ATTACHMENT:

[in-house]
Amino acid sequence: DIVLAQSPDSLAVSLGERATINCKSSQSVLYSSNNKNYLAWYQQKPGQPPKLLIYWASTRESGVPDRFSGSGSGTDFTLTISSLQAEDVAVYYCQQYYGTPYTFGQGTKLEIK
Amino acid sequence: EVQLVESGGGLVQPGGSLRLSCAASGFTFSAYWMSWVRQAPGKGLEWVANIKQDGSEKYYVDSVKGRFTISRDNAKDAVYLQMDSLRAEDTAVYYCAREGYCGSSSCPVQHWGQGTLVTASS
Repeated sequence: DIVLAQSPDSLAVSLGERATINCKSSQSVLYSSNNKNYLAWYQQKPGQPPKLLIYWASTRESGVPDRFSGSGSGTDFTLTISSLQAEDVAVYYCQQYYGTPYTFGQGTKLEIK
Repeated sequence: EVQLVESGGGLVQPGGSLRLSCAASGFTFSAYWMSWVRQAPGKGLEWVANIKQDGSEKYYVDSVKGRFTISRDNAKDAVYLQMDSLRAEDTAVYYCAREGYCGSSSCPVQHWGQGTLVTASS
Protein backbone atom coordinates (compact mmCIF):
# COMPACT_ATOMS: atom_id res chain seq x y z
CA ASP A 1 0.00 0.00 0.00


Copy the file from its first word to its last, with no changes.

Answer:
[in-house]
Amino acid sequence: DIVLAQSPDSLAVSLGERATINCKSSQSVLYSSNNKNYLAWYQQKPGQPPKLLIYWASTRESGVPDRFSGSGSGTDFTLTISSLQAEDVAVYYCQQYYGTPYTFGQGTKLEIK
Amino acid sequence: EVQLVESGGGLVQPGGSLRLSCAASGFTFSAYWMSWVRQAPGKGLEWVANIKQDGSEKYYVDSVKGRFTISRDNAKDAVYLQMDSLRAEDTAVYYCAREGYCGSSSCPVQHWGQGTLVTASS
Repeated sequence: DIVLAQSPDSLAVSLGERATINCKSSQSVLYSSNNKNYLAWYQQKPGQPPKLLIYWASTRESGVPDRFSGSGSGTDFTLTISSLQAEDVAVYYCQQYYGTPYTFGQGTKLEIK
Repeated sequence: EVQLVESGGGLVQPGGSLRLSCAASGFTFSAYWMSWVRQAPGKGLEWVANIKQDGSEKYYVDSVKGRFTISRDNAKDAVYLQMDSLRAEDTAVYYCAREGYCGSSSCPVQHWGQGTLVTASS
Protein backbone atom coordinates (compact mmCIF):
# COMPACT_ATOMS: atom_id res chain seq x y z
CA ASP A 1 0.00 0.00 0.00